Near the end of the video, I shared my Taobao shopping experience. There are a few tips and lessons to learn about there.
Shopping at Taobao — Challenge #1: It’s All in Chinese!
When you shop at Taobao, you first have to deal with reading and writing in Chinese.
I must say I suck at the language. My ‘O’ Levels grade for the Chinese language was merely an acceptable B4. Even so, I haven’t forgotten most of what I’d learned in those years of compulsory second-language lessons.
At the very least, I could still recognize many Chinese characters when I see them. However, through lack of writing them, I do encounter difficulty in recalling their strokes upfront.
But I do have a strong point up my sleeve, in the form of pinyin or the Romanization of Chinese. I can say I’m adept at writing in pinyin, so I could get away with writing Chinese text using the English alphabet. And doing all this with ease at the PC keyboard.
Armed with this, it wasn’t too messy for me to get in touch with Chinese suppliers. And with Taobao’s built-in chat function (called AliWangWang), buyers have a direct communication channel to each and every seller on their shopping platform.
That solves the basic problem of how to navigate and use the Taobao website and app, plus contacting suppliers to ask questions and sort out issues.
Shopping at Taobao — Challenge #2: Getting Them Out of China
The next big puzzle to confront me was about shipping stuff I bought back to Singapore.
Often, Taobao sellers provide free domestic shipping within China; at times, a small fee is charged for local delivery. With that, your purchases remain in China. Everything from there on is your responsibility.
Recognizing this missing link, and sensing the opportunity, Taobao now provides international shipping as a separate option during item purchase. If you are in a hurry, you can choose to ship purchases immediately to your Singapore address after paying for them.
Alternatively, if you have bought several items from different suppliers, you can use the option of consolidating all purchases to economize on shipping rates. Once your goods arrive at Taobao’s shipper, you can elect to combine different items into one or more larger parcels.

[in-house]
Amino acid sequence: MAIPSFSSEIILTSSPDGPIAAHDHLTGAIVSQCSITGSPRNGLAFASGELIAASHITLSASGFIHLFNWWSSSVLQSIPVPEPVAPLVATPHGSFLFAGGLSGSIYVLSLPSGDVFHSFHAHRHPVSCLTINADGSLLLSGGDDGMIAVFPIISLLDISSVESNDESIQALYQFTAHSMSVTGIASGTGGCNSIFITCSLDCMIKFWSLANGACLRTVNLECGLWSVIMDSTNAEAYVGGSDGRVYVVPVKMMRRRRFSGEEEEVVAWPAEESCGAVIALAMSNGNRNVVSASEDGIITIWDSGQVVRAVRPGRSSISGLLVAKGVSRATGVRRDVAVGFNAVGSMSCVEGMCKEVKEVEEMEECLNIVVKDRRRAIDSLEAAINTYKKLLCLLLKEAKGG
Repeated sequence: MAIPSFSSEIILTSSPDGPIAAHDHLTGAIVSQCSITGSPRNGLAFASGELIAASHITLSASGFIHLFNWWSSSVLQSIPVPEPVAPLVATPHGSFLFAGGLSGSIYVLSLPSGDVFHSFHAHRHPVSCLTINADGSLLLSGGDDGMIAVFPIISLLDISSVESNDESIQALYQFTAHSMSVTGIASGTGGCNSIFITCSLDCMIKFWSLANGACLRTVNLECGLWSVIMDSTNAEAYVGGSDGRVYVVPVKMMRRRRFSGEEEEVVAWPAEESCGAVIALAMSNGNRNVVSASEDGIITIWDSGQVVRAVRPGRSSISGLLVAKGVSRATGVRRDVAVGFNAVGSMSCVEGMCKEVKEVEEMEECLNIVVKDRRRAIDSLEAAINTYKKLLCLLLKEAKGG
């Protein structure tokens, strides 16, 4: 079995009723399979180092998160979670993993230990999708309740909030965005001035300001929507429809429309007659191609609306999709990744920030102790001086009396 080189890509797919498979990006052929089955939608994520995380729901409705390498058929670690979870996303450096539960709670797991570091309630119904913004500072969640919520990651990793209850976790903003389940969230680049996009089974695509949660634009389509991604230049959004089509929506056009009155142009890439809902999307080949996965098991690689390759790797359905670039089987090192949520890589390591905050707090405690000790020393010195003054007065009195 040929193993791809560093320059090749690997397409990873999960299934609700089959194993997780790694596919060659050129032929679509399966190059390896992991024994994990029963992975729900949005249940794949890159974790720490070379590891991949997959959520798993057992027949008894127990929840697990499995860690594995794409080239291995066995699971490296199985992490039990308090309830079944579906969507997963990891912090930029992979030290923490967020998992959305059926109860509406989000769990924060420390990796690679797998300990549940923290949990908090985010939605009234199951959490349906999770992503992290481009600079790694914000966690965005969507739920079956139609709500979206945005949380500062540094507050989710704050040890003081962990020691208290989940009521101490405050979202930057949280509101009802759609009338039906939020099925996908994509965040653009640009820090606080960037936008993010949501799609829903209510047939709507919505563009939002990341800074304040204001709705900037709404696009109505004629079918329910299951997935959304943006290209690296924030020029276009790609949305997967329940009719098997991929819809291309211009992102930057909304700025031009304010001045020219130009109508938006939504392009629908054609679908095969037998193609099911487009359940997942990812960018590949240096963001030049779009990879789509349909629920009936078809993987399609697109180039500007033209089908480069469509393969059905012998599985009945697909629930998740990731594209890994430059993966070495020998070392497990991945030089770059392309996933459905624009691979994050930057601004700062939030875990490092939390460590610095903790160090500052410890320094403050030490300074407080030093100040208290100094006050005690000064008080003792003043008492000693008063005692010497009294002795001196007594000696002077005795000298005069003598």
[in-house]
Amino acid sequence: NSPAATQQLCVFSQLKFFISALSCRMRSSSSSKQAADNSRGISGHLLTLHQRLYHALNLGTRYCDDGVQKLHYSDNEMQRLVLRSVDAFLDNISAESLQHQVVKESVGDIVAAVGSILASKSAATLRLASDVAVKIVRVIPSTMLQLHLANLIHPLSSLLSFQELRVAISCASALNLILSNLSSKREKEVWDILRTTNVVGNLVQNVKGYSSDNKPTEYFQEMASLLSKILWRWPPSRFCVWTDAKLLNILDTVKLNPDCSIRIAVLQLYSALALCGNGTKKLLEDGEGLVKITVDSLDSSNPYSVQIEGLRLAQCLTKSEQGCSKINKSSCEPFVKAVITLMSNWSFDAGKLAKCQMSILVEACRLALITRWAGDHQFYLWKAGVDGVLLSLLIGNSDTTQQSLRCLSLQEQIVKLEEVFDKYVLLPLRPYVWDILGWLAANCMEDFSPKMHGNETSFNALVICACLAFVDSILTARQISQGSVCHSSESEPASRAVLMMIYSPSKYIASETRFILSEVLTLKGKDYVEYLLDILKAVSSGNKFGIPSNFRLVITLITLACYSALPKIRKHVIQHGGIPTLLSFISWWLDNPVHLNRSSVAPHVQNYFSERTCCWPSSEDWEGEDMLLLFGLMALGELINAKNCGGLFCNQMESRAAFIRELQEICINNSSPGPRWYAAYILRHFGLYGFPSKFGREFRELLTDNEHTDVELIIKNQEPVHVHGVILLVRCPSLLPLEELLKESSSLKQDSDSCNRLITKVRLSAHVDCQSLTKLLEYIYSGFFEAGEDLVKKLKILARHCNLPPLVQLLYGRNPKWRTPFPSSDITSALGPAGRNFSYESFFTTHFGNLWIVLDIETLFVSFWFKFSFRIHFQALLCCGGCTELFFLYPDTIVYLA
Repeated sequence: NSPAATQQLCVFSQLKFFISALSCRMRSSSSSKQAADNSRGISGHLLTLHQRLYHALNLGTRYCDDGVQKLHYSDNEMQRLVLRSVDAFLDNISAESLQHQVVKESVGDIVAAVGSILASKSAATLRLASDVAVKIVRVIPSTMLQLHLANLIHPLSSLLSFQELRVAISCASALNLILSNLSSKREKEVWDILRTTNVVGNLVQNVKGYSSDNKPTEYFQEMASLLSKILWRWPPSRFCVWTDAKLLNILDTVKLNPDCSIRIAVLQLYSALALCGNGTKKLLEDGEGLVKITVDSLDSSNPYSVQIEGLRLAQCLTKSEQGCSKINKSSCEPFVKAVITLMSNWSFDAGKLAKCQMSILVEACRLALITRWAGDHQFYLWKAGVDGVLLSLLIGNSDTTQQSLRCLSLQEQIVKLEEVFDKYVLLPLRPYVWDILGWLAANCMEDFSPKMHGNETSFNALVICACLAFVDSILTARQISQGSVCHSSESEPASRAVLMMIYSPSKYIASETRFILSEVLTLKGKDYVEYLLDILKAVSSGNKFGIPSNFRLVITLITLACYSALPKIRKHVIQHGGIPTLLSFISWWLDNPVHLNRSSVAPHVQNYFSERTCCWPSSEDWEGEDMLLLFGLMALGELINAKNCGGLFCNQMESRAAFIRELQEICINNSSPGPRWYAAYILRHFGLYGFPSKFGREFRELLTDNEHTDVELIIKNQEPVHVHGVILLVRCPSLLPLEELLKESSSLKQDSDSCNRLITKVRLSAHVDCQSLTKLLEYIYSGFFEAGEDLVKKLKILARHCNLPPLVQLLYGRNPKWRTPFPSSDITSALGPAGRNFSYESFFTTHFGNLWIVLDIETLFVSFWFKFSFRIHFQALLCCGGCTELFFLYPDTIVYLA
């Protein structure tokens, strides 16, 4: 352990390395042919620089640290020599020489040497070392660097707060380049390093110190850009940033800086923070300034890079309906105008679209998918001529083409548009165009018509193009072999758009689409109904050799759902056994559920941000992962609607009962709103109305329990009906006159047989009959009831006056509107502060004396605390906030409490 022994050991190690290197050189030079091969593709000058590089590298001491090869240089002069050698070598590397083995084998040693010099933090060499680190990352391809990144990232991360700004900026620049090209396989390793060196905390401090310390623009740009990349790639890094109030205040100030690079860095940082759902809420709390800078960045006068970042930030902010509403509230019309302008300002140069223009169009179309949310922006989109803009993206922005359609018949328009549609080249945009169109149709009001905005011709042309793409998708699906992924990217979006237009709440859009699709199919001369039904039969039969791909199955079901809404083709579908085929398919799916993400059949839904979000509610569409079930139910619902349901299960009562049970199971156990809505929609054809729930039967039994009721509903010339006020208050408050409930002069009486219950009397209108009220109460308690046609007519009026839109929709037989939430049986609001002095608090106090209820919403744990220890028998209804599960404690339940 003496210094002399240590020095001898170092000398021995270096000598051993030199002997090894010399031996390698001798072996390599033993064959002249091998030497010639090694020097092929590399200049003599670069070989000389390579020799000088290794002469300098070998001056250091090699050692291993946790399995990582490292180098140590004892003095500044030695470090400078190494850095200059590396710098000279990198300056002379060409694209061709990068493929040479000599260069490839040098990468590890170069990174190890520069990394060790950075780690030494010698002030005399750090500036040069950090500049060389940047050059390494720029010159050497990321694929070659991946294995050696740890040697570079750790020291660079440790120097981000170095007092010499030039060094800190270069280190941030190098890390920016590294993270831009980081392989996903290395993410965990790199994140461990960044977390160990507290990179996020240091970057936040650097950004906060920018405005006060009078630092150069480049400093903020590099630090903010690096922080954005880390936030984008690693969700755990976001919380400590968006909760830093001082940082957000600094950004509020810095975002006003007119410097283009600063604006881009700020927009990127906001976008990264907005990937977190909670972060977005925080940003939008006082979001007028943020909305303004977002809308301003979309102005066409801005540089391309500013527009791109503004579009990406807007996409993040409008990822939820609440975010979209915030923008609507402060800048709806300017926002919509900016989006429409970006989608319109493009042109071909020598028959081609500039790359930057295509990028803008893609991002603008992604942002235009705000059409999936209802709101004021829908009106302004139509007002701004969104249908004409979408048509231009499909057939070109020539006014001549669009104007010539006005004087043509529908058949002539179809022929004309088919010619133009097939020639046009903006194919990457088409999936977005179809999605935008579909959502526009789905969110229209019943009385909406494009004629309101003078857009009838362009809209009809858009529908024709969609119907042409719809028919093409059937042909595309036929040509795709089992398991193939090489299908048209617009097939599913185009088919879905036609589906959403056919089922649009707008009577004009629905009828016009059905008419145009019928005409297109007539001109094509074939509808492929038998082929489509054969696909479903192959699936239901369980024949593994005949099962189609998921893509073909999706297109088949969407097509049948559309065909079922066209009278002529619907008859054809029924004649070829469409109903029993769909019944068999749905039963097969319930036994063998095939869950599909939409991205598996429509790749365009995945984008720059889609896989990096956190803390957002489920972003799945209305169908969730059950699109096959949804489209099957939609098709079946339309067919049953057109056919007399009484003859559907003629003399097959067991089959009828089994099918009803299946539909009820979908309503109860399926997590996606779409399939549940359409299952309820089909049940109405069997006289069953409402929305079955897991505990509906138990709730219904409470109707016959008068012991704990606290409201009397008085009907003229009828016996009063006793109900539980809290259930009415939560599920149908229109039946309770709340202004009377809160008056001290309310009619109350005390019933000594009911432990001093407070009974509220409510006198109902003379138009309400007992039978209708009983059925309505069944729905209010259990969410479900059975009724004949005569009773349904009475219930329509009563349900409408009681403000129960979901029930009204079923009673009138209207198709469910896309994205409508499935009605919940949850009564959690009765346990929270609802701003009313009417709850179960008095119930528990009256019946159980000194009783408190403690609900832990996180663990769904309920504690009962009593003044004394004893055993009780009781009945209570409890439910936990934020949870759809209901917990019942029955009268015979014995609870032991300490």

The shipper will repack your stuff into parcels as instructed before shipping them to Singapore. The only catch: there’s a time window within which your items must arrive to be in time for consolidation. Miss this and items already at the shipper will go out without waiting for the others.
There’s 3rd-Party Help Too
Third-party international shipping options are also available. These include using the overseas delivery services of Taobao agents, who would usually act as the buyer on your behalf. Or appointing your preferred shipper and arranging for Taobao sellers to deliver your goods to their prescribed locations in China.
For me, I opted to use Lazada’s global shipping services to get my items out of China and into Singapore. Their charges are reasonable amongst the 4 or 5 competitors who have operations in China and provide shipping to Singapore.
With Lazada’s help, I merely had to ensure the supplier deliver my purchases to Lazada’s China warehouse location. Once the goods got there, I received a notification to proceed with consolidating and shipping my order.
Within 5 days, the package arrived at my doorstep, delivered by Ninja Van.
Be Mindful of What You’ll Have to Pay For
Whichever way you go, bear in mind that there would be several separate charges to pay for when shopping at Taobao, viz:
- The items you’ve purchased
- Delivery fees within China, if there isn’t free shipping
- International shipping fees
- Credit card fees, usually at 3%, unless you have an AliPay account
- Agency fees, if you chose to use a Taobao agent to act for you
All things considered, Taobao shopping does look more complex for Singaporeans, compared to buying at AliExpress or Lazada. Still, I thought I’d give it a go, just to have a first-hand experience.
(And now being able to write about it and sharing what I know.)
For the record, the soldering iron station was available on AliExpress but cost more. And it wasn’t from the supplier which I wanted to buy from, which is a critical factor. I didn’t want to end up with a copycat product which may employ inferior electronic components.
And so, I jumped into the deep end — shopping at Taobao for the very first time 😉